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HISTORY OF POPCORN

Europeans learned about popcorn from Native Americans. When Cortes invaded Mexico, and when Columbus arrived in the West Indies, each saw natives eating popcorn, as well as using it in necklaces and headdresses. Native Americans brought a bag of popped corn to the first Thanksgiving. After learning about the fluffy food, colonists began enjoying the first puffed breakfast cereal—a bowl of popcorn, served with cream or milk. Popcorn was very popular from the 1890s until the Great Depression. Street vendors used to follow crowds around selling popcorn at fairs, parks, and near theaters. At 5 to 10 cents a bag it was one of the few luxuries families could afford. While other businesses failed, the popcorn business thrived. Then during World War II when sugar was rationed, there wasn't much sugar left in the States to make candy, therefore, Americans changed their snacking habits and ate three times as much popcorn as before. The theater was the favorite place to eat popcorn but as television became popular during the early 1950s popcorn sales went into a slump. It wasn't until the public began eating popcorn at home, that the new relationship between television and popcorn started all over again and popcorn sales rose.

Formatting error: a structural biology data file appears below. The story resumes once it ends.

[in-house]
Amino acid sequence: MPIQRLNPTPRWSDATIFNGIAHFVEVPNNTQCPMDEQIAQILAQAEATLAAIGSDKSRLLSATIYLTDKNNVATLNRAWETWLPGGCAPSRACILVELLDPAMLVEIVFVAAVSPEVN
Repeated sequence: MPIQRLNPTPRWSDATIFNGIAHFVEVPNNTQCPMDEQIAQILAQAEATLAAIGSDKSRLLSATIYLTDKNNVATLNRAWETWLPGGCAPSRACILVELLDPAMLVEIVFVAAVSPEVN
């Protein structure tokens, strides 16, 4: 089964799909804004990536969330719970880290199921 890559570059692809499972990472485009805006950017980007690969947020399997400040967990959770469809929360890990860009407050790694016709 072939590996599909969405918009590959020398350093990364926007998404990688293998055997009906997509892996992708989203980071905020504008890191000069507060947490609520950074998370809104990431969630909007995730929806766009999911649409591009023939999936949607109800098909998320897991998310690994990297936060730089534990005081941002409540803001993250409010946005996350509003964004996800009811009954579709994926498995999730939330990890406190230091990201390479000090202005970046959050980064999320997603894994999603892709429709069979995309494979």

POPCORN SCIENCE

Popcorn is a whole grain made up of three components: the germ, endosperm, and hull. Popcorn differs from other types of corn in that its hull has just the right thickness to allow it to burst open. Each kernel of popcorn contains a small drop of water stored inside a circle of soft starch. The soft starch is surrounded by the kernel's hard outer surface. As the kernel heats up, the water begins to expand. As it explodes, steam inside the kernel is released. The soft starch inside the popcorn becomes inflated and spills out, cooling immediately and forming into the odd shape we know and love.

POPCORN FUN FACTS

  • The average American eats nearly 70 quarts of popcorn a year.
  • Popcorn kernels can pop up to 3 feet in the air.
  • Popcorn is grown primarily in Indiana, Nebraska, Ohio, Illinois, Iowa, Kentucky and Missouri.
  • The world's largest popcorn ball was 8 feet in diameter, nearly 24.5 feet in circumference, and weighed in at a whopping 3,423 pounds.
  • Popping popcorn is one of the number one uses for microwave ovens with most microwave ovens having a "popcorn" control button.